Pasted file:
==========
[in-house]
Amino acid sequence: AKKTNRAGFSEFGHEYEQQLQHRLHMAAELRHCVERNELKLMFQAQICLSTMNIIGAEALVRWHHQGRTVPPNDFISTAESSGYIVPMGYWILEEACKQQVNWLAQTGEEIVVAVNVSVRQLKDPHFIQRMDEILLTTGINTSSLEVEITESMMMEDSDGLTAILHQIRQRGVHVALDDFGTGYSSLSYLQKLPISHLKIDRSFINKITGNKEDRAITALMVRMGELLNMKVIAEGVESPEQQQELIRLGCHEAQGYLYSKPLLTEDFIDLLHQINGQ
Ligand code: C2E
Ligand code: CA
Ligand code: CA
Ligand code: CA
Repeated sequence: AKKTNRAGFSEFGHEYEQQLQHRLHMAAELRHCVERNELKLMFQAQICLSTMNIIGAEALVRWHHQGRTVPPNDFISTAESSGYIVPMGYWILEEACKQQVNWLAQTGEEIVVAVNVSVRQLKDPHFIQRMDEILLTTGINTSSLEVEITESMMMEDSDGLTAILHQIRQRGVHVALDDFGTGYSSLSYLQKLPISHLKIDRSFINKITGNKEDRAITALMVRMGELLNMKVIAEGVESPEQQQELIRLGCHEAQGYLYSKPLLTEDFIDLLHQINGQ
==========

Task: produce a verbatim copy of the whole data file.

[in-house]
Amino acid sequence: AKKTNRAGFSEFGHEYEQQLQHRLHMAAELRHCVERNELKLMFQAQICLSTMNIIGAEALVRWHHQGRTVPPNDFISTAESSGYIVPMGYWILEEACKQQVNWLAQTGEEIVVAVNVSVRQLKDPHFIQRMDEILLTTGINTSSLEVEITESMMMEDSDGLTAILHQIRQRGVHVALDDFGTGYSSLSYLQKLPISHLKIDRSFINKITGNKEDRAITALMVRMGELLNMKVIAEGVESPEQQQELIRLGCHEAQGYLYSKPLLTEDFIDLLHQINGQ
Ligand code: C2E
Ligand code: CA
Ligand code: CA
Ligand code: CA
Repeated sequence: AKKTNRAGFSEFGHEYEQQLQHRLHMAAELRHCVERNELKLMFQAQICLSTMNIIGAEALVRWHHQGRTVPPNDFISTAESSGYIVPMGYWILEEACKQQVNWLAQTGEEIVVAVNVSVRQLKDPHFIQRMDEILLTTGINTSSLEVEITESMMMEDSDGLTAILHQIRQRGVHVALDDFGTGYSSLSYLQKLPISHLKIDRSFINKITGNKEDRAITALMVRMGELLNMKVIAEGVESPEQQQELIRLGCHEAQGYLYSKPLLTEDFIDLLHQINGQ